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The Falls of Clyde

The Falls of Clyde

Mention “sailing vessels in Hawaii,” and most people automatically think of Polynesian canoes. But Honolulu, Oahu is also the home of the Falls of Clyde, the only surviving, fully-rigged, four-masted sailing ship left in the world. Docked at Honolulu Harbor next to the Aloha Tower Marketplace, the ship now serves as a floating exhibit at the Hawaii Maritime Center.

Over 265 feet long and weighing in at over a thousand tons, the Falls of Clyde took a circuitous route in reaching the Hawaiian Islands. The ship was built in 1878 in Port Glasgow, Scotland and served as a trade ship. Her maiden voyage took her to Karachi, with subsequent trips including stops in Australia, India, New Zealand, the British Isles, and California.

Falls of Clyde
Falls of Clyde is the only surviving, fully-rigged, four-masted sailing ship left in the world


In 1899, the ship was purchased by Captain William Matson and became the first four-masted ship to fly under the Hawaiian flag. When Hawaii was annexed by the United States in 1900, it took a special act by Congress to give the foreign-built ship the right to fly the American flag. Rigged down as bark and adding passenger accommodations, Falls of Clyde brought general merchandise from San Francisco and sugar from Honolulu.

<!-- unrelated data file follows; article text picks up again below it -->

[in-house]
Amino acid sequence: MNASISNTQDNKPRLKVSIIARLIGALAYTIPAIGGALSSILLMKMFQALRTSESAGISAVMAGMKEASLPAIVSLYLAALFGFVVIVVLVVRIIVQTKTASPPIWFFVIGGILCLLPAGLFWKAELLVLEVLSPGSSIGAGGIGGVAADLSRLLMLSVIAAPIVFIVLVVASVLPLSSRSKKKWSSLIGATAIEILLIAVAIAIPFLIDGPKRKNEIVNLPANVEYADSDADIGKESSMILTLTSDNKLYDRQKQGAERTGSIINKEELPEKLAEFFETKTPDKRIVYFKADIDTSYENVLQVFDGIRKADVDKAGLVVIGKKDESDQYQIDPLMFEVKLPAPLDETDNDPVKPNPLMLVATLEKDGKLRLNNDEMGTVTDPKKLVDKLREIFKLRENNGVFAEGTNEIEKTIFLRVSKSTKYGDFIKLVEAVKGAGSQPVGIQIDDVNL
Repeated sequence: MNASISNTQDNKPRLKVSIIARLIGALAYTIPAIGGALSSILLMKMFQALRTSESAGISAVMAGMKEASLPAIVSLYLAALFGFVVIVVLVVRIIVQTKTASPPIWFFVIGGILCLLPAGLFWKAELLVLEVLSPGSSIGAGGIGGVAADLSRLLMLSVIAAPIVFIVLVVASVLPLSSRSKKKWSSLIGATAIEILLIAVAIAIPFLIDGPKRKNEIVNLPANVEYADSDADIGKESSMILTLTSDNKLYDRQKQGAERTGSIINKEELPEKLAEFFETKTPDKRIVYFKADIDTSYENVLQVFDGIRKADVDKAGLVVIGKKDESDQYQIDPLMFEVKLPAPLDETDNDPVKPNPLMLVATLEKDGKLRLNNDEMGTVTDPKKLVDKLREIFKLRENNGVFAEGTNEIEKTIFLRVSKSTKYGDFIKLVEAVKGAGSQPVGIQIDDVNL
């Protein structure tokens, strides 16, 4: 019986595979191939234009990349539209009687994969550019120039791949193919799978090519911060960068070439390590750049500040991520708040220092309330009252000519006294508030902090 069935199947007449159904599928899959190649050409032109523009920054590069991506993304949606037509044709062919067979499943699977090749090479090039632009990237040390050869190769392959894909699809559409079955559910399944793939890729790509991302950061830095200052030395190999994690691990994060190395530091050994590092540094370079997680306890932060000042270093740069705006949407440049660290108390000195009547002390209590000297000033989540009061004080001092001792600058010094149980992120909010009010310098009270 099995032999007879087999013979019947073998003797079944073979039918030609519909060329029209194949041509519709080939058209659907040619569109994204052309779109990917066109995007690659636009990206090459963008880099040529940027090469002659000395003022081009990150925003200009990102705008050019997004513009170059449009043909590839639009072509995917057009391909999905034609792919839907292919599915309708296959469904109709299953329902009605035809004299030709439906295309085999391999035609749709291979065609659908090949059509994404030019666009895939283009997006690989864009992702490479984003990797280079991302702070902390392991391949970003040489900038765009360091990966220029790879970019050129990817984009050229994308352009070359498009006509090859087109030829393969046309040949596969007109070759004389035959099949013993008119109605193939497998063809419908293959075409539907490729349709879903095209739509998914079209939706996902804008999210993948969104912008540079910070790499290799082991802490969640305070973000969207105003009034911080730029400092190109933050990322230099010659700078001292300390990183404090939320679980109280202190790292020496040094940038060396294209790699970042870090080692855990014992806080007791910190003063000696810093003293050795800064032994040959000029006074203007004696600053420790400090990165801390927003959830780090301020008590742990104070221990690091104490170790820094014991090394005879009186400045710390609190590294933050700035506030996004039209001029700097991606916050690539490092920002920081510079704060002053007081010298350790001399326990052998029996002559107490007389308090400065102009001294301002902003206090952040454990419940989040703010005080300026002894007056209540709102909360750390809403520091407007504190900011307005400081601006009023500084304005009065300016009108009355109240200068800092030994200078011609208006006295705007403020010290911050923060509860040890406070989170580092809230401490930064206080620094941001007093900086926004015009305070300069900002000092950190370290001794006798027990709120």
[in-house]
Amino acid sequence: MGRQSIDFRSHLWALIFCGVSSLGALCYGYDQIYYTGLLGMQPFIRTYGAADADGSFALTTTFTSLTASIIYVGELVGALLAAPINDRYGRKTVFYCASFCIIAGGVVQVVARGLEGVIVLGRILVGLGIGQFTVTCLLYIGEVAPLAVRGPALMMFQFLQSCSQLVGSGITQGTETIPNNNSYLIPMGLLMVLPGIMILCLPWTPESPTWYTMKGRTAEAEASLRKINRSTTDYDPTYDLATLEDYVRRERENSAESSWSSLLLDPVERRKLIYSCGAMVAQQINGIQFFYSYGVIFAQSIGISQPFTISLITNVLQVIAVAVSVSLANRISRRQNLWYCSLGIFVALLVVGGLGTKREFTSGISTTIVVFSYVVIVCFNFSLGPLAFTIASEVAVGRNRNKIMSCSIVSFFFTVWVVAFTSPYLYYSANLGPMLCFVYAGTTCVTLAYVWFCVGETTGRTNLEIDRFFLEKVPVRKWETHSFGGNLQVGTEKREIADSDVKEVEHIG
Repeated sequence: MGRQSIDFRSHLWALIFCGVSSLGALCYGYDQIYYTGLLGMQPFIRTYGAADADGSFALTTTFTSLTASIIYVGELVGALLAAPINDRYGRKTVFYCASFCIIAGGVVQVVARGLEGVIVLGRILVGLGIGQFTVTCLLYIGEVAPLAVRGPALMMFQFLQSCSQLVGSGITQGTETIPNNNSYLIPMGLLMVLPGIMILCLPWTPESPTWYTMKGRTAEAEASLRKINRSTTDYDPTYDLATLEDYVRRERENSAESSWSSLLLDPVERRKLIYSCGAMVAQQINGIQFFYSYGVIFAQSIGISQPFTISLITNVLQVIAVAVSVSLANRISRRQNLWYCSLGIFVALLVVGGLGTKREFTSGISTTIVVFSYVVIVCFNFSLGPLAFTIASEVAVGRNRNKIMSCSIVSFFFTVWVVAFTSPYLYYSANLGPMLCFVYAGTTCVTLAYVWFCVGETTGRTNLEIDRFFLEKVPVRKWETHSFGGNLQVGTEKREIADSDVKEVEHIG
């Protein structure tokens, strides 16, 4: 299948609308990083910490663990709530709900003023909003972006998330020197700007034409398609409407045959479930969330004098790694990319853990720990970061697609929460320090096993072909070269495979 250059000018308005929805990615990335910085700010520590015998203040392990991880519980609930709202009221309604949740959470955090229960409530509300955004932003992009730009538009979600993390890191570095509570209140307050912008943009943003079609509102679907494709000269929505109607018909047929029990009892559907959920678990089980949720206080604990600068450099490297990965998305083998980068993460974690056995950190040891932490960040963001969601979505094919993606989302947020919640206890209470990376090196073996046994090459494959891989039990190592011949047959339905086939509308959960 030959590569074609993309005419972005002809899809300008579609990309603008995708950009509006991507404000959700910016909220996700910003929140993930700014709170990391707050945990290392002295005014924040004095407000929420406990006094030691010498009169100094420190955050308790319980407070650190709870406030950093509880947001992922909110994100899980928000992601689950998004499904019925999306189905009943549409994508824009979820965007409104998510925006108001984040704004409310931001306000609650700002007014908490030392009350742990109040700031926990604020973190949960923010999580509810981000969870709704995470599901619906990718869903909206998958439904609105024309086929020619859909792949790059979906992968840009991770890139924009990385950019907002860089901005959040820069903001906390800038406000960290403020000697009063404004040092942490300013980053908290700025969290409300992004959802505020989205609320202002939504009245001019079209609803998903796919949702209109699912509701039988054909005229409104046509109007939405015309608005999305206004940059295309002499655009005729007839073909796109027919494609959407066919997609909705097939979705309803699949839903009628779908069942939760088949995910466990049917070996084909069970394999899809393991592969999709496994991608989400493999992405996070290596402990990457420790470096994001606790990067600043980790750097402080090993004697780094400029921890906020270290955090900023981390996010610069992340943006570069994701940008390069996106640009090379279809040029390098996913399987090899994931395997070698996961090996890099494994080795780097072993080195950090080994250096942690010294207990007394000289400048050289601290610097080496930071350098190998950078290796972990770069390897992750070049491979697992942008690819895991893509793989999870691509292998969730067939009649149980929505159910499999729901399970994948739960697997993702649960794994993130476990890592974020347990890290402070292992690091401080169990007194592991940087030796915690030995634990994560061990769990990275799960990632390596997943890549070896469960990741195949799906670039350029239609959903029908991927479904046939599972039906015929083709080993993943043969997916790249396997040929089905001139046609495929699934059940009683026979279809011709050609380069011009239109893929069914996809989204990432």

An oil company purchased the ship in 1907 and converted her to a bulk tanker. Following World War I, the ship sailed to Denmark and made her last voyage under sail, to Brazil. In 1925, the Falls of Clyde was sold again, this time to the General Petroleum Company, which used the ship as an oil barge in Alaska. Finally, in 1963, the bank holding the mortgage on the ship decided to sell her to be sunk as part of a breakwater at Vancouver, British Columbia. At the last minute, however, the Falls of Clyde was purchased and transferred to Honolulu to be used as a public exhibit.

Restored to her past glory, the Falls of Clyde opened to the public in 1968. Her restoration was assisted by the grandson of her original builder, Sir William Lithgow. His Glasgow shipyard donated masts and other fittings.


The ship is now listed in the National Register of Historic Places. Admission to the Hawaii Maritime Center includes a tour of the Falls of Clyde. The Center is open daily from 8:30 a.m. to 5 p.m.